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2015 European Research Council (ERC) Advanced Grants: Double Success

Congratulations to two senior researchers working in the Department of Engineering Science – Professor Alison Noble and Professor Martin Booth – who have each been awarded a prestigious Advanced Grant from the European Research Council (ERC).

ERC Advanced Grants enable senior researchers pursue their most promising ideas and carry out frontier research with potentially ground-breaking impact on science and society beyond. The grants are awarded under the 'excellent science' pillar of Horizon 2020, the EU's research and innovation programme. In the 2015 Advanced Grants competition, 277 awards were made across all research domains, with each award of the order of €2.5 million over 5 years (that can exceptionally be increased to €3.5 million, in case of purchase of major equipment, etc).

PULSE – Perception Ultrasound by Learning Sonographic Experience

Research by Professor Alison Noble FREng OBE and her team in the Oxford Institute of Biomedical Engineering, in collaboration with the Nuffield Department of Obstetrics and Gynaecology, will apply the latest ideas from machine learning and computer vision to develop a new generation of ultrasound imaging capabilities that aims to revolutionize the use of this low-cost and portable imaging technology across clinical medicine around the world.

Alison NobleProfessor Noble said: 'The ambition in Perception Ultrasound by Learning Sonographic Experience (PULSE) is to reduce the technology-human interface barrier that makes medical ultrasound a high-skill technology today. The underpinning research will significantly build on my group’s expertise in machine learning in ultrasound imaging, and combines recent advances in video image sequence interpretation, machine learning and human-computer-interface technologies in novel ways. PULSE will contribute to both better understanding of skill levels in clinical sonography (ultrasound scanning) and to automated ultrasound image interpretation, and aims to provide a major step towards making ultrasound a more accessible technology to the non-expert across the world'.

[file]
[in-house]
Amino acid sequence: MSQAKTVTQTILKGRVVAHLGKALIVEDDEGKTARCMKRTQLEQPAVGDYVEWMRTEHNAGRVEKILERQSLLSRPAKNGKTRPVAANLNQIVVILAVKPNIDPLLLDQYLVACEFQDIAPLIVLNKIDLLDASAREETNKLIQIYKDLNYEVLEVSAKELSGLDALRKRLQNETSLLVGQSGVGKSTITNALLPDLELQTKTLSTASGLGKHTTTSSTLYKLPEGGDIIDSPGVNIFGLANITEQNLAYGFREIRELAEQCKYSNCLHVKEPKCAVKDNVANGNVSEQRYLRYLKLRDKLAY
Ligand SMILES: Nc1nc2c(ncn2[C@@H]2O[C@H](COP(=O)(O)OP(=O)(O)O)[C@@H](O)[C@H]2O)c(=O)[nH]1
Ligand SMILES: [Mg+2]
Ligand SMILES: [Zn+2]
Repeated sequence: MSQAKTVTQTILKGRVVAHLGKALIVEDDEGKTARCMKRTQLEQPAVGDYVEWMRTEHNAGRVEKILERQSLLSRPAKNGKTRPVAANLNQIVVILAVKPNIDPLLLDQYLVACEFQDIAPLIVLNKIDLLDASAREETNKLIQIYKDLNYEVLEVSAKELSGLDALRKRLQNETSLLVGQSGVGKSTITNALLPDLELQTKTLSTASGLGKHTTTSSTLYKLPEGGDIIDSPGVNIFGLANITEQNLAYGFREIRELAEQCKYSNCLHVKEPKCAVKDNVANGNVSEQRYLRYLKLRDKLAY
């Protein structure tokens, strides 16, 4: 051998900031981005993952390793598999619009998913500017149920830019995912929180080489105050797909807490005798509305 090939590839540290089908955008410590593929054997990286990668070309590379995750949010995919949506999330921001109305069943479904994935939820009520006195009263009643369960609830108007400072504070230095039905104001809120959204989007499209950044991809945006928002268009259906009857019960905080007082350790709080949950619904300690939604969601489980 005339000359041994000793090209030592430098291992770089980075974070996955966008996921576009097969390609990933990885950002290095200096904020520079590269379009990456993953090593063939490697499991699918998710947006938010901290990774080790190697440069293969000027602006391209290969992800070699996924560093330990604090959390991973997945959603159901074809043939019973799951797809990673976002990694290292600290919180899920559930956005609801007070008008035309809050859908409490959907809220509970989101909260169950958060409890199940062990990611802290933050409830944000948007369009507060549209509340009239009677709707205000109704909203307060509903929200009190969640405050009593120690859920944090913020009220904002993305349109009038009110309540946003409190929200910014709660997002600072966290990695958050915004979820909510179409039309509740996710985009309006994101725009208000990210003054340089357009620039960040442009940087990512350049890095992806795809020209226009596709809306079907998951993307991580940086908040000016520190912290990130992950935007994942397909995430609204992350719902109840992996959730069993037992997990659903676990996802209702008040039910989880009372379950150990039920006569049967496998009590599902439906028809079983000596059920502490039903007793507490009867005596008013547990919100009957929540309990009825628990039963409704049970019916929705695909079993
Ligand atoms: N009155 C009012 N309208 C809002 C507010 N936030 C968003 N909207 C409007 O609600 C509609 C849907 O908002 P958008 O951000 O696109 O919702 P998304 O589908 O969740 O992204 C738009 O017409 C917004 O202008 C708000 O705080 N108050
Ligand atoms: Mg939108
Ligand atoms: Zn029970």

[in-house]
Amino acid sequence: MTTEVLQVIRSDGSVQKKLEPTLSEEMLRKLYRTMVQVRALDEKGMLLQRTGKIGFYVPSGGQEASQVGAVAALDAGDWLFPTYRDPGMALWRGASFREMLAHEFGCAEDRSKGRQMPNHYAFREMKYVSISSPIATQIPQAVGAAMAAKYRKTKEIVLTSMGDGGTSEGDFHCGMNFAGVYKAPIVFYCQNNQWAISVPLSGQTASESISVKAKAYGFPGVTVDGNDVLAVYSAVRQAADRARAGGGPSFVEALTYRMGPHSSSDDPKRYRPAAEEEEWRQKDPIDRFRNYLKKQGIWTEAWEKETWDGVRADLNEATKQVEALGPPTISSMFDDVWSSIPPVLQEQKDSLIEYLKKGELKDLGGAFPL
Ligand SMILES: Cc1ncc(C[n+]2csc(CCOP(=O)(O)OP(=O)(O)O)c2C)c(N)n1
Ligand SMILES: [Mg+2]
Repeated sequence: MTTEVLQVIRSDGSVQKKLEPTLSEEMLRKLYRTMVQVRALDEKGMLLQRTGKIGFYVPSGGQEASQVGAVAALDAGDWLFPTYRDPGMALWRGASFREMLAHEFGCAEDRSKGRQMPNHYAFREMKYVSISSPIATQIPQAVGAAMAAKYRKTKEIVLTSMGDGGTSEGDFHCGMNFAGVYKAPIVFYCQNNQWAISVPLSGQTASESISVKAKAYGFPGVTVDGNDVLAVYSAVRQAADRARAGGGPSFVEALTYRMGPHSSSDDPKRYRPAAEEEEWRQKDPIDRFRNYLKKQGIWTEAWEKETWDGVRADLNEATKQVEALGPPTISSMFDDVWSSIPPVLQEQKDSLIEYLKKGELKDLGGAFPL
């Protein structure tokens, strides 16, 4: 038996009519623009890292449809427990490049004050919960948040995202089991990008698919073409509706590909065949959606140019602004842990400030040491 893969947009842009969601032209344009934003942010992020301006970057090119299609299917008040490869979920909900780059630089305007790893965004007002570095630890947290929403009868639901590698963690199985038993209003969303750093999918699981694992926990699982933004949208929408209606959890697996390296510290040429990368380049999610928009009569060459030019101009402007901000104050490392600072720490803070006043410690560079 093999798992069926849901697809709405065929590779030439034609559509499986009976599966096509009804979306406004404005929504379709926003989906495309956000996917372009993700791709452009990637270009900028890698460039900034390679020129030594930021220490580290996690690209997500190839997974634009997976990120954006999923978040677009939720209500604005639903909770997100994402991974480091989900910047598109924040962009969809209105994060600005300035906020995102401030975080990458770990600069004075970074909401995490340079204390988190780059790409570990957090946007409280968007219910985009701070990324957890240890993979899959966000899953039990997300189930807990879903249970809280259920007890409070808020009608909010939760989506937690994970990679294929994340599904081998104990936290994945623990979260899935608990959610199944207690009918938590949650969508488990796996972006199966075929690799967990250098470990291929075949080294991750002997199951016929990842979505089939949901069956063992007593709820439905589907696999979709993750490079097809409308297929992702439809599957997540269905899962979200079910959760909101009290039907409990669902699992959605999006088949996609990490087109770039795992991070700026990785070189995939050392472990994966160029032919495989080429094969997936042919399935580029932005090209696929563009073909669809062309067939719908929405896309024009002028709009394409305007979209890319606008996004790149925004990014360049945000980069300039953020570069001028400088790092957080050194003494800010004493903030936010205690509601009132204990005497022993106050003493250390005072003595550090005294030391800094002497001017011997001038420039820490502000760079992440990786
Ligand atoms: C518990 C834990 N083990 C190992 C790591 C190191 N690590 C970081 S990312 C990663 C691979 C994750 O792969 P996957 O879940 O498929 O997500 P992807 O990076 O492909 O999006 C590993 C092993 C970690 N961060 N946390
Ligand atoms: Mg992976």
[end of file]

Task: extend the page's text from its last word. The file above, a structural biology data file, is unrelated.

AdOMiS - Adaptive Optical Microscopy Systems: Unifying theory, practice and applications

This research, which will be carried out by Professor Martin Booth and his group in conjunction with several collaborators across the University an elsewhere, will develop a framework for adaptive optics methods in optical microscopy.  This technology enhances the ability of microscopes to observe dynamic biological processes at high resolution deep inside tissues, rather than in cells on a microscope slide. This project will bring together theoretical and experimental approaches that will improve microscopes for applications in biomedical research ranging from cell biology to neuroscience.

Professor BoothProfessor Booth said: “Significant technical advances have been made over the last decade in adaptive optics (AO) for microscopes, which has led to widespread interest in adoption of this technology. However, the range of different microscope modalities in use means that there is no single adaptive optics solution that can be universally adopted.  This research programme is directed towards the creation of theoretical and practical frameworks that tie together AO concepts and provide a suite of scientific tools with broad application. This will be achieved through a systems approach that encompasses theoretical modelling, optical engineering and the requirements of biological applications.  We plan to share practical designs, operating protocols and software algorithms that will support next generation AO microscope systems.”